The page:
Support Fort St John News

Interested in Local Politics?

Sign up for our weekly newsletter Peace Politics to keep tabs on councils across Northeast B.C.

FORT ST. JOHN, B.C. — City council received the official presentation on the operational budget and had a chance to discuss it in their most recent meeting. 

The operational budget and staff recommendations were presented to council by Chief Financial Officer (CFO) David Joy at the committee of the whole meeting on January 23rd. 

Joy walked council through the current budget and the steps needed to balance the $5.6 million deficit budget, including the rise in taxes and increased withdrawal from the Peace River Agreement (PRA). 

The proposed three per cent rise in taxes would see the average property owner in Fort St. John pay approximately $154.

The CFO explained that Fort St. John was not the only community raising taxes going into 2023 and that communities across British Columbia were raising taxes. Joy also mentioned that the city of Fort St. John had not been raising taxes over the last few years, making the three per cent rise this year seem sharp. 

Besides the increase in taxes, council seemed most concerned with the increased withdrawal of funds from the PRA. 

Councillor Byron Stewart stated that the prospect of increasing the amount taken out of the PRA for the operational budget was not something he was comfortable with at all.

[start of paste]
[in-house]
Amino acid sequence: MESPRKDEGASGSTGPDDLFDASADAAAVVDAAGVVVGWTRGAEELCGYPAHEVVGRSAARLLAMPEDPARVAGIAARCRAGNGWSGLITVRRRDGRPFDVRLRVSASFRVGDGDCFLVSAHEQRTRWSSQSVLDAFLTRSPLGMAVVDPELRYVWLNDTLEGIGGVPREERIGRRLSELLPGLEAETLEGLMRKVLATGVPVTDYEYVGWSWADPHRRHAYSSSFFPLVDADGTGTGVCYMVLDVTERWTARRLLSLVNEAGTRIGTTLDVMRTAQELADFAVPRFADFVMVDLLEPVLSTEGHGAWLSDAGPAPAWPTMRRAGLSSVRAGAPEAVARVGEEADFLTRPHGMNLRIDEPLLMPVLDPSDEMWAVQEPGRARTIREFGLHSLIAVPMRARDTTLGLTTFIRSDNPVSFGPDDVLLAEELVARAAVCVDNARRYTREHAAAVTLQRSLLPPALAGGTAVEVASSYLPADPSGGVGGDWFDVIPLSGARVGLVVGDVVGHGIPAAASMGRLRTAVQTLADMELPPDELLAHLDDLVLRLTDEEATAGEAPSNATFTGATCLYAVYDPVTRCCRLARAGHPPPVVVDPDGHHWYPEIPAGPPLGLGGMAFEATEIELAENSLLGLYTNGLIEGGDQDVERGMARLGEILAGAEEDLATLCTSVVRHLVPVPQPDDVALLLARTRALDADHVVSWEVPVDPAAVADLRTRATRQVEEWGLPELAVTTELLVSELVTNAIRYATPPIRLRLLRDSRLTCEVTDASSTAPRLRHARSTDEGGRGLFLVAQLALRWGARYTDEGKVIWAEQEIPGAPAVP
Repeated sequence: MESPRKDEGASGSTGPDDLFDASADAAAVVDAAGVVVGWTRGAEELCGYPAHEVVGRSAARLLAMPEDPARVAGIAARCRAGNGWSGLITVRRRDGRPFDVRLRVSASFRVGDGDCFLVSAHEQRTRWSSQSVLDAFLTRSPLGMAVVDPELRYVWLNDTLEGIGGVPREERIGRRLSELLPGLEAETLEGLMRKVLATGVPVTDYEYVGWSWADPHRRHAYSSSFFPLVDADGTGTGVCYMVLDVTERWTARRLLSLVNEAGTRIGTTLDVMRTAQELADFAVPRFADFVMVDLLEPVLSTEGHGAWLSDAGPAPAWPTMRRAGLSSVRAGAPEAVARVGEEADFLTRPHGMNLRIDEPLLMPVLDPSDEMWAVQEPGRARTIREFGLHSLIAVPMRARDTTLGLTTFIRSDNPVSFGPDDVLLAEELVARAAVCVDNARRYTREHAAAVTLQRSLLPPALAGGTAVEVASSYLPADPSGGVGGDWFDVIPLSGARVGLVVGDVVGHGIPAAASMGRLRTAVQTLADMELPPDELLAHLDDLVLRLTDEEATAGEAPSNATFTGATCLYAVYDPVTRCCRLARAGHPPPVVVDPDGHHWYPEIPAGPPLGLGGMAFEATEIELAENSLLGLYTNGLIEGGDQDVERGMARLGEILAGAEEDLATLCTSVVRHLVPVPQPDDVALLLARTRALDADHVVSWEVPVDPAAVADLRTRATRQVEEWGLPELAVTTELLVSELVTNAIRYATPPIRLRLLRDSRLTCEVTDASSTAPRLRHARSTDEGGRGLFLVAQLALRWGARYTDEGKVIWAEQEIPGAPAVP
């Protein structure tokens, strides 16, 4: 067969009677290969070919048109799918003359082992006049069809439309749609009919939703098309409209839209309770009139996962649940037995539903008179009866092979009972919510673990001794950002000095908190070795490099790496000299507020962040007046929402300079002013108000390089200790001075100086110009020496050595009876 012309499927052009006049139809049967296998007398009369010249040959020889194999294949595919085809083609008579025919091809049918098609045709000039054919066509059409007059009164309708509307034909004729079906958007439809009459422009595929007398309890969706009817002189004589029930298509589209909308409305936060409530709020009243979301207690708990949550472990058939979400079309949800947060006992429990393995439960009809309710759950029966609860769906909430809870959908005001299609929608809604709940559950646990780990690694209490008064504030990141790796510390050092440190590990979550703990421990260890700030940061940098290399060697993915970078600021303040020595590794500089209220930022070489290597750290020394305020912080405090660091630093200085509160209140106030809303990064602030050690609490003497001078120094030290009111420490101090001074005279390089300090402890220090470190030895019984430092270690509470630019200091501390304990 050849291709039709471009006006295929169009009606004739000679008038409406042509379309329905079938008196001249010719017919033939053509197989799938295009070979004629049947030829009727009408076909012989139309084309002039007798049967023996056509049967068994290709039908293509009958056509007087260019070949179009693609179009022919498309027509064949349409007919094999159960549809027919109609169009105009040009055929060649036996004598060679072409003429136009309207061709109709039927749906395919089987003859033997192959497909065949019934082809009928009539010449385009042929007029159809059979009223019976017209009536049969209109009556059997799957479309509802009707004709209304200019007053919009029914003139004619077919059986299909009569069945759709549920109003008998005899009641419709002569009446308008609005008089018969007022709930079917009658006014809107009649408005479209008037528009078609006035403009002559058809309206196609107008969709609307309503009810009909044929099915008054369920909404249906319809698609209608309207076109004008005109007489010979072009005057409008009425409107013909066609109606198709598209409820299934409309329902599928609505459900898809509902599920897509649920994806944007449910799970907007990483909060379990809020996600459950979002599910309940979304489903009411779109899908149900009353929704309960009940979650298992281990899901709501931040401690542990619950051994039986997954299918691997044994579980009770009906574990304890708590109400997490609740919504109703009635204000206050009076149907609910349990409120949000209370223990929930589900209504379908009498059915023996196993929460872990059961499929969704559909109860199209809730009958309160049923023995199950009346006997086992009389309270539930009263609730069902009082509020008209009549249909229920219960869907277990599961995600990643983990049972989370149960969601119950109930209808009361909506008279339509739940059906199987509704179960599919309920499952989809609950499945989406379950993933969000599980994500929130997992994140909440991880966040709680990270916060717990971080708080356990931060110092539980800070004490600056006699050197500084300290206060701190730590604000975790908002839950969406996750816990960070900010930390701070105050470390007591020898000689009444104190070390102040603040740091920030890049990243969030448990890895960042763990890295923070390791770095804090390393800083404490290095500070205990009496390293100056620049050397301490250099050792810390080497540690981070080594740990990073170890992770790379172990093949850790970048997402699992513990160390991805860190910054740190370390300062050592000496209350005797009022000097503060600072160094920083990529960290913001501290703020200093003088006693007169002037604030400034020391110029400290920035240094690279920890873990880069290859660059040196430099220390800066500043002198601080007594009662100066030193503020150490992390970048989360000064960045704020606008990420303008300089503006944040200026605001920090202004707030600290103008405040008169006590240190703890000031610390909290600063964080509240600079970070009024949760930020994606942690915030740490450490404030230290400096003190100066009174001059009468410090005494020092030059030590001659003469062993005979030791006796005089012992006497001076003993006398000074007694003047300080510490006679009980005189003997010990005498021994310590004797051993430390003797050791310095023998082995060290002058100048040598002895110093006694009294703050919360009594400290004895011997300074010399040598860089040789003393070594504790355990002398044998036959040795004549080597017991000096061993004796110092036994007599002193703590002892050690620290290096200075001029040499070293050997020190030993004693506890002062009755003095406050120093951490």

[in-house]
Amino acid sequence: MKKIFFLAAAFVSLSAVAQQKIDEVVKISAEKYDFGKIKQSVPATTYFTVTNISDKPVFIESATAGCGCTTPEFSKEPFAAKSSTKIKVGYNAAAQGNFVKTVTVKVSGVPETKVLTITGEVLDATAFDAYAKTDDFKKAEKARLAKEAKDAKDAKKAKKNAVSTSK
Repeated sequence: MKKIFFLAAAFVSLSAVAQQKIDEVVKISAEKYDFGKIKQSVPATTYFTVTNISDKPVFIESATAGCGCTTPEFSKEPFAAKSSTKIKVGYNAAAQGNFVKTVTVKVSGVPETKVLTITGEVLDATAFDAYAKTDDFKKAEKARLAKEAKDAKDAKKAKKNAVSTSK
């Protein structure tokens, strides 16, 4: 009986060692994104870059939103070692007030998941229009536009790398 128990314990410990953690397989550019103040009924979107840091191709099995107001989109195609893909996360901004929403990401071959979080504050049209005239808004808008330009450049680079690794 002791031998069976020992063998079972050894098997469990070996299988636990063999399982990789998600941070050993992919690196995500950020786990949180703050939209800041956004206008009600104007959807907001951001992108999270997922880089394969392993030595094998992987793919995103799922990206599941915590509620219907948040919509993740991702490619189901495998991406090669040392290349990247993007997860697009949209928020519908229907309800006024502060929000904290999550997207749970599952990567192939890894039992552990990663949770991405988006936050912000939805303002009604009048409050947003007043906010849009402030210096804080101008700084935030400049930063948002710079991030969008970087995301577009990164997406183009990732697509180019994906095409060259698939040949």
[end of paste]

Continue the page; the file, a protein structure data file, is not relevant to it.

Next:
Councillor Trevor Bolin, and Councillor Tony Zabinsky echoed similar sentiments. 

The PRA was initially signed in 2015 and is a 20-year agreement that was signed with the Province of B.C. The province provides funding each year instead of property taxes for industrial projects outside of the communities boundaries. The City of Fort St. John uses its funds for necessary infrastructure improvements and to provide services to industries, employees, and residents in the community. 

As per council policy, PRA funds can only be used in certain amounts for certain projects. Generally speaking, the PRA is meant primarily for use in capital projects. The council policy only allows 10 per cent of the PRA funds to be used for operational costs. 

The main concern of council was that they wanted to stay within the PRA agreement and avoid becoming too reliant on it for budgets in the future. 

At the end of the presentation, council moved to receive the presentation on the operational budget for information. 

A public meeting will be held to discuss the operational budget further, though there is no official date yet. 

The full operational budget presentation can be viewed below: 

Report an error

Read our guiding principles

Thanks for reading! is the voice of the Peace, bringing issues that matter to the forefront with independent journalism. Our job is to share the unique values of the Peace region with the rest of B.C. and make sure those in power hear us. From your kids’ lemonade stand to natural resource projects, we cover it – but we need your support. Give $10 a month to today and be the reason we can cover the next story. 

More stories you might like

Avatar photo

Katherine Caddel is a recent graduate of Laurentian University's English Media and Rhetoric program. They grew up in Northern Ontario and recently decided to make the North Peace their new home. When not at work, Katherine enjoys horror movies, playing video games and Dungeons and Dragons.